Expert: Lizard known to be aggressive on the loose in Central Florida neighborhood

A wildlife trapper is on the trail of a giant lizard!  

A 2 ½- foot tegu lizard is on the loose in Lakeland.  

The species is known to be aggressive and can bite people if provoked. Dustin Hooper of All Creatures Wildlife Control told FOX 13 if one of the lizards bites you, the bacteria in their mouths could cause a nasty infection. 

"It’s unlikely that the lizard is just going to run and pounce and attack somebody," Hooper told FOX 13. "The chance of somebody getting bit is when they want to get curious -- ‘I want to see what this is,’ and they get too close. The lizard is not going to have it. The lizard is going to bite. If that happens, you’re probably going to get an infection and get sick." 

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Animal trappers are telling people who live in the area to keep an eye on their pets, because the lizards may attack dogs and cats, according to FOX 13. 

"It is a carnivore. It eats meat. It will bite somebody, and the bacteria that this lizard has is similar to a Komodo Dragon. It can make you sick."  

Karen Hazlett told FOX 13 that her dachshund Delilah may have already had a run-in with the foreign invader.

"I noticed that her face was all swollen. She is itching it and her eyes got all puffy, and she just didn’t act right," Hazlett said.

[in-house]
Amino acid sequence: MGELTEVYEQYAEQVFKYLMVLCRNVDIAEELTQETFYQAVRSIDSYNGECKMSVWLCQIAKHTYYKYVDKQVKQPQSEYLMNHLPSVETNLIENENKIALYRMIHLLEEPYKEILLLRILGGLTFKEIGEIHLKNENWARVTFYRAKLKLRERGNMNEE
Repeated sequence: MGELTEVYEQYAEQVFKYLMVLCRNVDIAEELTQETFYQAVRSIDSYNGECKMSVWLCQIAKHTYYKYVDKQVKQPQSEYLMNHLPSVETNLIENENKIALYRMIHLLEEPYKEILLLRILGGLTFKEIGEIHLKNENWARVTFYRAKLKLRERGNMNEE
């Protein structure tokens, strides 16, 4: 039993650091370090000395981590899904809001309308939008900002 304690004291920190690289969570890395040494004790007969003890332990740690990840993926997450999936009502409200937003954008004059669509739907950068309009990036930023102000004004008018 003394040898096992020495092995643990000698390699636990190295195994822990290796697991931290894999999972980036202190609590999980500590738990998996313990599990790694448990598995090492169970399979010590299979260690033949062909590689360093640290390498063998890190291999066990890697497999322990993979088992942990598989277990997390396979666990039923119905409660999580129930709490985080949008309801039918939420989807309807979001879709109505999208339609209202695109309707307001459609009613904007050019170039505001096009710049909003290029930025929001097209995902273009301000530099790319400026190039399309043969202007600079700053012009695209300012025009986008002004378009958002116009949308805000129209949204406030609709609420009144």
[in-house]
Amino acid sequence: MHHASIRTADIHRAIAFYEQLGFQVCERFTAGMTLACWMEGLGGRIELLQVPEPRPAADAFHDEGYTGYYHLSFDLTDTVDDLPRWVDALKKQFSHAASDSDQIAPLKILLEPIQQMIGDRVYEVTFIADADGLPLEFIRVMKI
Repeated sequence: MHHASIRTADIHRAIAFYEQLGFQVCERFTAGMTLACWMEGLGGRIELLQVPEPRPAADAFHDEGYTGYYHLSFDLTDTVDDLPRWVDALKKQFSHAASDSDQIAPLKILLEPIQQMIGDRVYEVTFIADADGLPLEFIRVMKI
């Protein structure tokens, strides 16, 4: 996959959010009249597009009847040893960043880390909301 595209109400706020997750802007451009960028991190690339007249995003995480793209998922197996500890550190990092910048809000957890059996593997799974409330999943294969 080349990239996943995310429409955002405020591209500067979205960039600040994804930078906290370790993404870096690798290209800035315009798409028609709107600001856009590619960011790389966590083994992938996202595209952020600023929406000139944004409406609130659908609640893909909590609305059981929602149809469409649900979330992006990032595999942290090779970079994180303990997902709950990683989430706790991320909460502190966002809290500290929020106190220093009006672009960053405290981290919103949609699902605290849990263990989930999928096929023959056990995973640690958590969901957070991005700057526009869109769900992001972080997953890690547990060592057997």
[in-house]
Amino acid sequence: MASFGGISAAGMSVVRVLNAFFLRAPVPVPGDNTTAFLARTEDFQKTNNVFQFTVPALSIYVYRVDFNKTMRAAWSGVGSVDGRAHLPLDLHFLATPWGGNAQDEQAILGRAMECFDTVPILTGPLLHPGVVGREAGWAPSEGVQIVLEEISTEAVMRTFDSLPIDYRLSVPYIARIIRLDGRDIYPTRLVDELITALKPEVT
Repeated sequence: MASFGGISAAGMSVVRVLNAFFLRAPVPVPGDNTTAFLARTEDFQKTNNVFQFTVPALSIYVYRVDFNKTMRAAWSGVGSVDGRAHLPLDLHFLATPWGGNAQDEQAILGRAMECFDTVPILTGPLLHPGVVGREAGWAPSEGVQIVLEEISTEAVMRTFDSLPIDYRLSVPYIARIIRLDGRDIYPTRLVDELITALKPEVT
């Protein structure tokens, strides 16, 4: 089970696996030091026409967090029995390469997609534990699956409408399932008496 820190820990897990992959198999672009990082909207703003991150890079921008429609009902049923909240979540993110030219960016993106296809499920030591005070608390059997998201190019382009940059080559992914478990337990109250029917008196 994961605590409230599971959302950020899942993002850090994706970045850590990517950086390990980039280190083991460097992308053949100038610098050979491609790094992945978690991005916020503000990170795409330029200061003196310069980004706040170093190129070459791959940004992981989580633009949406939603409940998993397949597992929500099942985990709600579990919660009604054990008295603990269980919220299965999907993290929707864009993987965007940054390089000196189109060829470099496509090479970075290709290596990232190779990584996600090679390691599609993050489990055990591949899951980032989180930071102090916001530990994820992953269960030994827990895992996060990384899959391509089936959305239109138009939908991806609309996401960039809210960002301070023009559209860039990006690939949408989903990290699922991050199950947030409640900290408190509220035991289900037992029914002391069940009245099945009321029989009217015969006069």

Florida Fish and Wildlife (FWC) however says that tegus are not known to initiate interactions with humans or pets, and there have not been any reports of predatory attacks from tegus on pets in the state of Florida. 

"However, tegus will defend themselves and can bite if threatened. For general safety around any wildlife, members of the public are recommended to keep a close eye on pets and to not let them roam outside alone." 

According to FWC, tegus are not considered to be venomous, nor is there evidence that bacteria in their saliva is particularly dangerous. 

Tegus are not Florida natives. They are considered an invasive species that have the potential to upset our state’s fragile ecosystem.

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The invasive species has also been known to attack alligator nests and eat the eggs.

Traps are set on Swannoa Street where the tegu was last seen. The trapper also scouted the area looking in sheds and under foundations. Nothing so far. But he is determined.

"I am going to catch this lizard one way or another," the trapper promised.

Watch FOX 35 News for the latest Central Florida stories.